There is an interesting paper published in January of this year (2022) entitled ‘Buffer Stock Operations and Well-Being: The Case of Smallholder Farmers in Ghana’ which appeared in the Journal of Happiness Studies. The study was done by the University of Accra in Ghana and the University of Groningen in the Netherlands and was led by Professor Emmanuel Abokyi. It has implications for every farmer in the world.
The Government of Ghana introduced a food buffer stock policy in 2010. The article explains that this pricing mechanism involves setting floor and ceiling prices. The government lets the market price of grain move up and down but prevents the ups and downs from becoming excessive. We have argued that it is good to let the market price move up and down, because this means that market forces (supply and demand) are working. But it is not good if the ‘ups’ are too big because consumers may not be able to afford to buy grain to feed their families. And it is not good if the ‘downs’ are too deep because farmers will not make a profit from growing grain and end up quitting farming.
By setting up a buffer stock, the Government of Ghana can keep the price of grain within a price band. This is hugely beneficial to both farmers and consumers. The result is that grain remains affordable (people can eat) and farming is profitable (farmers have an incentive to farm and to produce grain). This is precisely the policy which we are advocating. The price of grain within Ghana is stable. Price hikes and prices slumps are avoided – to everyone’s benefit. The alternative is a volatile market price where from time-to-time ordinary families cannot afford to feed themselves and at other times farming is not profitable.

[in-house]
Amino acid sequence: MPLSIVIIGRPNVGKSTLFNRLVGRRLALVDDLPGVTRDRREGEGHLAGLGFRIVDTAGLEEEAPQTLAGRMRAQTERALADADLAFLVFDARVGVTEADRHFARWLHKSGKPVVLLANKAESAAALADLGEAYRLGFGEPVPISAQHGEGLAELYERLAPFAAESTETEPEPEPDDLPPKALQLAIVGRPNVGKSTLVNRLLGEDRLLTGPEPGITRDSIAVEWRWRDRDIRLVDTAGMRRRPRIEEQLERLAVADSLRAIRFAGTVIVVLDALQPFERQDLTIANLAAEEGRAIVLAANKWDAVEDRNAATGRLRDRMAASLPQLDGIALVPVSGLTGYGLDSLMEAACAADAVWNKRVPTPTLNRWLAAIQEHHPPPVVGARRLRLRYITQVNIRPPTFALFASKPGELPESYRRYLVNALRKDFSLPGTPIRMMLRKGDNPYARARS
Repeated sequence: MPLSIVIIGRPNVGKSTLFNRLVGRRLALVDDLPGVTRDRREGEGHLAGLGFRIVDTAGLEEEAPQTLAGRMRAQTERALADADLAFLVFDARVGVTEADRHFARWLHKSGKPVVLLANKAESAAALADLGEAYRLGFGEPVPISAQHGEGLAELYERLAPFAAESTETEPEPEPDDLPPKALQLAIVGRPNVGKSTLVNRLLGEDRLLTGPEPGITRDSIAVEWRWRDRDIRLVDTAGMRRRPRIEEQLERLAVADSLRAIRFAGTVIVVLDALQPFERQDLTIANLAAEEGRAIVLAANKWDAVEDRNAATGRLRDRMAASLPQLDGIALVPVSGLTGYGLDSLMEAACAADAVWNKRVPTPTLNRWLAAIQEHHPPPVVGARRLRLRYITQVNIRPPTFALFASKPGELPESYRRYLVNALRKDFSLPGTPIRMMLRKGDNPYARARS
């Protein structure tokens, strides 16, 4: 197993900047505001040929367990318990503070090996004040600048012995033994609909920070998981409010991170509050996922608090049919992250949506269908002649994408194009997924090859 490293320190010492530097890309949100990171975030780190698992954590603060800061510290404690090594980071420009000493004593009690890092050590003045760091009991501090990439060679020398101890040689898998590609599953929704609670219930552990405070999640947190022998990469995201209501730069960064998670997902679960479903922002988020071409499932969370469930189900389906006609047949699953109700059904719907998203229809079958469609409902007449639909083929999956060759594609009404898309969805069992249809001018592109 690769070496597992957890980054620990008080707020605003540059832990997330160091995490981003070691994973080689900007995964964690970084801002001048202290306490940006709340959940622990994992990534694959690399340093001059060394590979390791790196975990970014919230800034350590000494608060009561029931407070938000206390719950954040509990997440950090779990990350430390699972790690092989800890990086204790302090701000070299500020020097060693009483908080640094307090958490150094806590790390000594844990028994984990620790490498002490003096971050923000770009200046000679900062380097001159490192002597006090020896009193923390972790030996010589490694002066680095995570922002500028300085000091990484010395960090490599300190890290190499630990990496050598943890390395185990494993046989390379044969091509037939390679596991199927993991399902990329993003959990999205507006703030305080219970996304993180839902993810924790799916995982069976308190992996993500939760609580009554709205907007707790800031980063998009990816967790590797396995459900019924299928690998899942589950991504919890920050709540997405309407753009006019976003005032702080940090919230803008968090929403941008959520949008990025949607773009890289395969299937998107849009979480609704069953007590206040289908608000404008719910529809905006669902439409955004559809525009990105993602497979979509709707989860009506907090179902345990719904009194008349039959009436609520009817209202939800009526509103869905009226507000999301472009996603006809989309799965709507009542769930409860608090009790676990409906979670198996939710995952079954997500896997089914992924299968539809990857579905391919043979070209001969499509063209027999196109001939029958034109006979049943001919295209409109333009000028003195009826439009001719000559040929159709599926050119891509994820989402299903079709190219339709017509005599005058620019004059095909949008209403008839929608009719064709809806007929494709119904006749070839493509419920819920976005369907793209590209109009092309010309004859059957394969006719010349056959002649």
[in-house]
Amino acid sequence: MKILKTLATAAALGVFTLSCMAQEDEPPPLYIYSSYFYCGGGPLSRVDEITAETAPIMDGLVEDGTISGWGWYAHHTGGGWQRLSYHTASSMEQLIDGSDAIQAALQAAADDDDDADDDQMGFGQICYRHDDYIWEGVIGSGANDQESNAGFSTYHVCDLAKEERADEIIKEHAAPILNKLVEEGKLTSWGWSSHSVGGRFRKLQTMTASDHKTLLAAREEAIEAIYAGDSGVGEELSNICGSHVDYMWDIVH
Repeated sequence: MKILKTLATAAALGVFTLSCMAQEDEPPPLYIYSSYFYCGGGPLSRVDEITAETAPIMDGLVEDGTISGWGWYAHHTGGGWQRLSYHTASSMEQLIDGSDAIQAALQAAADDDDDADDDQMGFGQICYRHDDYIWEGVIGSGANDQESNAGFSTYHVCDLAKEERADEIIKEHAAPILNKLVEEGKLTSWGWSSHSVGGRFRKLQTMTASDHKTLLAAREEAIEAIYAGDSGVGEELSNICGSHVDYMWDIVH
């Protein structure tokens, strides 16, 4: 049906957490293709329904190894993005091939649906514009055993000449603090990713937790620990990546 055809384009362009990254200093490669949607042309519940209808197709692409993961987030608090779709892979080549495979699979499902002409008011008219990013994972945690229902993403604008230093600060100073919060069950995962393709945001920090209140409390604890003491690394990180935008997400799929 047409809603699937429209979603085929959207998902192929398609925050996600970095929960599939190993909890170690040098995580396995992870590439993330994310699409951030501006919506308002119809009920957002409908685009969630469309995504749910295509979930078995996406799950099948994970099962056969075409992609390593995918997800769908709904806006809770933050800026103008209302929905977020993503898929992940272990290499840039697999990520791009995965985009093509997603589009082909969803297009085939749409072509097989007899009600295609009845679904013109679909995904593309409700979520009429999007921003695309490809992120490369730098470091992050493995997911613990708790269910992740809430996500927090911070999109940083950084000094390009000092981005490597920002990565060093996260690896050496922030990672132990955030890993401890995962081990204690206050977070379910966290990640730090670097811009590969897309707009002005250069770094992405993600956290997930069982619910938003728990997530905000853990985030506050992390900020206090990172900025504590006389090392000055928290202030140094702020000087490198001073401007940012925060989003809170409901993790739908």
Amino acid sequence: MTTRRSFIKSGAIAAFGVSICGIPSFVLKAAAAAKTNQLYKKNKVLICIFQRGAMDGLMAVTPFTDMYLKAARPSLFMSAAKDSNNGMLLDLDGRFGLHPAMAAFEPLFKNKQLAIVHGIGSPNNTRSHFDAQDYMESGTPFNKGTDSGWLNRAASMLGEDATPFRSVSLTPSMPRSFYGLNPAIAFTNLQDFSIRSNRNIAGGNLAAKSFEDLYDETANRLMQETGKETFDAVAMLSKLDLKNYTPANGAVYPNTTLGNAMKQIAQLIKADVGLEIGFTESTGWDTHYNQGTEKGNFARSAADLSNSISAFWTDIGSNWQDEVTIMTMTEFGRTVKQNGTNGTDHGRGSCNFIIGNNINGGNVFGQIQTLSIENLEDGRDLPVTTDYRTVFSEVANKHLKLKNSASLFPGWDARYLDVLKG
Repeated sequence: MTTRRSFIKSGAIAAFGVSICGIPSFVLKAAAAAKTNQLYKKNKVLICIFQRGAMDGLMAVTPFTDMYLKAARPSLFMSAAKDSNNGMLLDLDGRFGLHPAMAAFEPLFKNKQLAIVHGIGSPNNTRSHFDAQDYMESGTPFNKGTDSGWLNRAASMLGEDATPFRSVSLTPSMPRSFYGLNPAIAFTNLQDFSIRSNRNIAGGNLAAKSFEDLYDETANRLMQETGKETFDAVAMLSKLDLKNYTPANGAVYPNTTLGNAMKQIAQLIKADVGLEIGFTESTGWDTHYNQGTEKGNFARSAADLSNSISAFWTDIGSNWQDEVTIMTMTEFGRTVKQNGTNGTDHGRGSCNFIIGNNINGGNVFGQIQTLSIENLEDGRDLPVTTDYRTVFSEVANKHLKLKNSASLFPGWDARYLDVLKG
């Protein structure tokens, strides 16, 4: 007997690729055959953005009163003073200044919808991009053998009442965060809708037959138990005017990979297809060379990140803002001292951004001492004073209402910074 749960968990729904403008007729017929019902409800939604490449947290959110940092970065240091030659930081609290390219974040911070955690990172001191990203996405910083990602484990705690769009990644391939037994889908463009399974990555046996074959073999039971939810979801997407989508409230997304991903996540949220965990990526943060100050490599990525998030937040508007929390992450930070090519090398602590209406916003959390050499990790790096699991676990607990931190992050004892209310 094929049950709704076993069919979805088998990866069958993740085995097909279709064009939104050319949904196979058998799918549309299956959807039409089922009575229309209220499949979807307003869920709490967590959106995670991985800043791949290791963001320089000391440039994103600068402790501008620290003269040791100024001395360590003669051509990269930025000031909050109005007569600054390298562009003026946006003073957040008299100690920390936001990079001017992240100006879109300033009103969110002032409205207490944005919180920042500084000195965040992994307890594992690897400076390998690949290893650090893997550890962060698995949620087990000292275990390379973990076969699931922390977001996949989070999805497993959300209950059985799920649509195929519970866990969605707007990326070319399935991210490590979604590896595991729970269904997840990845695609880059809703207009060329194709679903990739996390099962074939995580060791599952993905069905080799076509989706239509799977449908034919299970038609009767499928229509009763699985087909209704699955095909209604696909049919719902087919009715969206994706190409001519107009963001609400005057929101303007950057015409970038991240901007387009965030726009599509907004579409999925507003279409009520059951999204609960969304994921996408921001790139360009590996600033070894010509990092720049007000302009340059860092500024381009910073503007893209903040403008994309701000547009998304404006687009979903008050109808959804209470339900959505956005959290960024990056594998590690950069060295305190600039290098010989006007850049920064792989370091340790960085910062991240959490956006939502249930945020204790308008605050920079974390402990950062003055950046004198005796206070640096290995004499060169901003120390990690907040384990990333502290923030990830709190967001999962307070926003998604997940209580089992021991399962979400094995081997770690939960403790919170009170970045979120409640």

The article recognises that when prices of farm produce continue to fall, farmers are likely to choose alternative crops with higher expected economic value (e.g., cocoa or cashew), and in the long run this could reduce the supply of grain. Income instability makes smallholder households more uncertain about their future, and so makes living in rural areas less attractive. Hence farmers are liable to leave farming altogether and some may even feel they can no longer find work in Ghana. Once again, we have argued that a prosperous farming section is necessary if the country itself is to be prosperous. Price (and hence income) instability drives unemployment and sometimes, waves of migration as people leave the countryside – and even their countries – in search of a living elsewhere.
The purpose of the study was to examine whether a buffer stock increases farmers’ well-being. The study was assiduous in its attention to methodology, in separating the concepts of objective and subjective well-being and in statistical rigour. It found that when farmers participated in the buffer stock scheme, their subjective well-being rose by 15% and their objective well-being rose by 20%. The study concludes that ‘a public buffer stock … is a viable tool for improving the well-being of smallholder farmers in a developing country.’
Farmers the world over are like the smallholder farmers of Ghana. The big farmers of the Great Plains in the United States, the large family farms of the Canadian prairies, the capital-intensive farms of France and Germany – are all like the smallholder farmers of Ghana because they are all exposed to the vagaries and vicissitudes of the world market. If a buffer stock can improve the well-being of farmers in Ghana, so it can improve the well-being of farmers in every other country of the world, simply because a buffer stock takes away much of the price risk of farming. With a public buffer stock, farmers know that they will be able to sell what they plant at a reasonable profit.
The farmers of Ghana are fortunate to have a government that relieves them from the debilitating headache of volatile grain prices.